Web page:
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Concert Review: Desaparecidos / So-So Glos

Concert Review: Desaparecidos / So-So Glos

desaparacidosConcert Review: Desaparecidos/So-So Glos Majestic Theater Nov. 27th
By: John Verburg

I love going to shows in Detroit. The crowds tend to be enthusiastic, and almost all the venues are top notch. Near the top of that list is the Majestic Theater complex, which also contains the Magic Stick, and is a bit more intimate than it’s big brother. This past Sunday night, the Majestic hosted Desaparecidos, who have spent ten plus years away from touring while lead singer Conor Oberst’s main gig (Bright Eyes) has enjoyed massive success. The long layoff hasn’t appeared to affect Desaparecidos, however, as the band delivered a crunching one hour plus set, much to the delight of the Detroit crowd.

First things first though.

The evening started with New York band the So-So Glos. who managed to warm up the crowd nicely with a set of 60’s garage inspired punk music. Lead singer and bass player Alex Levine revved the crowd up, involving the somewhat reluctant hipsters into a sing-a-long. Eventually the kids joined in, and then the band welcomed tour mate Conor Oberst in for a song, which of course ignited the crowd even more. The So So Glos set finished with a Lou Reed cover, as well as a ferocious punk song, which elicited a nice ovation from the appreciative Majestic fans.

In the interim before the headlining act came out, I got the chance to chat with Alex Levine real quickly. He seemed to genuinely appreciate the city, so we did a shot of Jameson, because that’s what we do in Detroit.

Now on to the main act.

For those not familiar with Desaparecidos, it’s an anti-consumerist punk band from Omaha whose lead singer (Conor Oberst) has a more familiar and successful full time band (Bright Eyes). However, as this night showed, Oberst might be better off having Desaparecidos as his regular gig. With only one proper album, the fantastic “Read Music/Speak Spanish”, and a handful of recently released singles, the band played essentially it’s entire arsenal of music. It was a full blown guitar assault on the crowd, and on that night we could not be more thankful. Oberst and crew seemed at complete ease with each other while playing classic crowd pleasers like ‘Greater Omaha’ and ‘Manana’. A major highlight for me was when the band ripped into ‘The Happiest Place on Earth’, and at that point it seemed the crowd was feeling like the show was just that.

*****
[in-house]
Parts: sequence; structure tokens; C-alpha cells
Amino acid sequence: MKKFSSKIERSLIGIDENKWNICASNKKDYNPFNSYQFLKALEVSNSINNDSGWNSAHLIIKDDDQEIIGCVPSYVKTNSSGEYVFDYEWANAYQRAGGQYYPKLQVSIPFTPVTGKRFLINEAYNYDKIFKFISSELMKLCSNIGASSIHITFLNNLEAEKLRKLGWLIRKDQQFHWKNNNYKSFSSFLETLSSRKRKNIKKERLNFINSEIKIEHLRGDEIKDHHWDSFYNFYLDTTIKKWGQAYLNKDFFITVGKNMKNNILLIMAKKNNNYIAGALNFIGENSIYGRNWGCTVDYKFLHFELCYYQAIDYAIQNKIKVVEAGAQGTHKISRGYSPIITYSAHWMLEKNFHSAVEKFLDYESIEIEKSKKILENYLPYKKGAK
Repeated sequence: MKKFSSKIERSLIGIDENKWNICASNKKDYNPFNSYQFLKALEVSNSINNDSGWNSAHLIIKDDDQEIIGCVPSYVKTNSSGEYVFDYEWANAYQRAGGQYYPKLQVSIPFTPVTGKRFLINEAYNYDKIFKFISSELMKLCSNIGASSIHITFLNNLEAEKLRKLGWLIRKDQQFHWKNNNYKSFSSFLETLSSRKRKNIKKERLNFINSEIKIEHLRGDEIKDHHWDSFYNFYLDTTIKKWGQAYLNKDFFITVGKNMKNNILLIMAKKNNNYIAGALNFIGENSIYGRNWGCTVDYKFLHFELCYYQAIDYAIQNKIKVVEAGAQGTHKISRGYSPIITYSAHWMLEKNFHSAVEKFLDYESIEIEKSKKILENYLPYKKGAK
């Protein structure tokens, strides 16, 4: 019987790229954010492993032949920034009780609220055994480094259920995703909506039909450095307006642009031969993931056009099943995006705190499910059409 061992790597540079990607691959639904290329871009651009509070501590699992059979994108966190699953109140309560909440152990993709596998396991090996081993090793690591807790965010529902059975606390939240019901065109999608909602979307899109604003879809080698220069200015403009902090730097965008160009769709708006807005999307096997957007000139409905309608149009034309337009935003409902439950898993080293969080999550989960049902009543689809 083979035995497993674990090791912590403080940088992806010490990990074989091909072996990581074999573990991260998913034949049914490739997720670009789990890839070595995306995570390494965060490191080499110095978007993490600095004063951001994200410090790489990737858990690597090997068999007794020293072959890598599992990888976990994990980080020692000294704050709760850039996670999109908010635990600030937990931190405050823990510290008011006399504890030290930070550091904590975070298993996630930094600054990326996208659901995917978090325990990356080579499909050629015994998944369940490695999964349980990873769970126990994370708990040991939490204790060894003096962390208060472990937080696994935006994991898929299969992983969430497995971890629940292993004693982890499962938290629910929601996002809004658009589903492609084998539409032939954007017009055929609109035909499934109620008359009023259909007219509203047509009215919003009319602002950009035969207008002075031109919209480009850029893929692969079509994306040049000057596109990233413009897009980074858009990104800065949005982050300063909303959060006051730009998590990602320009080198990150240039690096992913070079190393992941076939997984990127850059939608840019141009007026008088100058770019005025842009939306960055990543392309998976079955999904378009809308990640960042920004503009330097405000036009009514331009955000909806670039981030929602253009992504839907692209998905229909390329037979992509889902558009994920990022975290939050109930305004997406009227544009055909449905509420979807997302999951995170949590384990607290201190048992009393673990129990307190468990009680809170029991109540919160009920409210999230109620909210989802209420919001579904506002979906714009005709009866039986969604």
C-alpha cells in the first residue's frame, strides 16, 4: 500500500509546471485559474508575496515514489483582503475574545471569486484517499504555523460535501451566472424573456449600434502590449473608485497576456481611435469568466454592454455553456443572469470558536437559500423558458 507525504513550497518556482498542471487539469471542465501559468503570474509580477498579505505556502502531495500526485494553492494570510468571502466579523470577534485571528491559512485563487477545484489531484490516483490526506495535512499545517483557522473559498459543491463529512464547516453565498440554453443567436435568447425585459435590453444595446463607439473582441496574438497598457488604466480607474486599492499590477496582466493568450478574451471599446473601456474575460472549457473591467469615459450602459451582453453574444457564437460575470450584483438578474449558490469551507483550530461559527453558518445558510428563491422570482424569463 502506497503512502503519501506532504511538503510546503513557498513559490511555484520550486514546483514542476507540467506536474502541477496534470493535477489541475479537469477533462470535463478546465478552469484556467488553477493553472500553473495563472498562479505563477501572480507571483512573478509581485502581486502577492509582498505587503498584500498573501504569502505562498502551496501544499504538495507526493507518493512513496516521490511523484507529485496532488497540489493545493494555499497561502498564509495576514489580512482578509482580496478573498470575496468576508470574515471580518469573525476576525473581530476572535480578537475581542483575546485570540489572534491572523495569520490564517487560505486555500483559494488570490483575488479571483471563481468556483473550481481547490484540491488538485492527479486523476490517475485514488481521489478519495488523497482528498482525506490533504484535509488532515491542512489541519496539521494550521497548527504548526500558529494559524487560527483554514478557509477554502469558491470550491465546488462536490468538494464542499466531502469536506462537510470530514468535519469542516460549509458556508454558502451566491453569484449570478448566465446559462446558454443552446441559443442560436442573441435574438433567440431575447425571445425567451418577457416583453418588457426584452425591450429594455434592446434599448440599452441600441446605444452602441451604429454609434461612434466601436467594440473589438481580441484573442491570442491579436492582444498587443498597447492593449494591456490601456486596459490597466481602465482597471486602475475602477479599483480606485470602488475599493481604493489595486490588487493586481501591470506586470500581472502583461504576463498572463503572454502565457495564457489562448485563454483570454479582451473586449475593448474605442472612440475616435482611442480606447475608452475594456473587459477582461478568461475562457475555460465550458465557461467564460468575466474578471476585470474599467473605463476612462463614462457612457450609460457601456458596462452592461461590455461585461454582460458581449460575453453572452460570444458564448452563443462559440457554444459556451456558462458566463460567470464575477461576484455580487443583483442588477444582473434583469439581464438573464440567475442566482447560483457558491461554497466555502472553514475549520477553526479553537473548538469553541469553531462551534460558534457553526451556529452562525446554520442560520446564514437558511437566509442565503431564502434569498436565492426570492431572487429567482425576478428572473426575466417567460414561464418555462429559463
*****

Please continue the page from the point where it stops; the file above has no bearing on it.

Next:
It wasn’t all old songs for the Oberst and the gang either. The new tracks have considerable punch as well, with ‘Te Amo Camila Vallejo’ and ‘Anonymous’ showing considerable promise as future album cuts. The new songs garnered a nice response from the audience, and we can only hope we see a new album soon.

The So So Glos weren’t the only ones to pay homage to recently deceased Lou Reed on Sunday night either. Desaparecidos also covered Reed, and brought out it’s opening band to join them on stage as well. It was more a celebration of Reed, and it is always nice to see two bands performing on stage that seem to genuinely like each other. By the time the show was over, the younger crowd up front was physically exhausted, and the whole crowd left appreciating that the band had reunited.

The one negative about the show was Oberst had a tendency to get a bit preachy about his politics in between songs. At one point when I said out loud “Just play a song”, I noticed some others nodding their heads around me. While Oberst’s anti-political rants definitely fit in the landscape of what is happening in Detroit right now, we bought tickets to listen to some excellent music and be entertained. Oberst’s political views may be a part of the core of who he is and the music he writes, but at times his speeches got long and slowed the momentum of what his band was doing on stage, and that was absolutely shredding it.

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2 Comments

  1. John Verburg October 30, 2013 at 12:16 am

    There is a minor correction to the review. Or a major one. The two bands did the Clash I think during Desaparecidos set. I can’t remember. Things were fuzzy at that point because we were having a good time.

  2. Carl Dannis November 6, 2013 at 11:34 pm

    Shouting out “Just play a song” is really rude. You got a ticket for the whole performance, not just the music.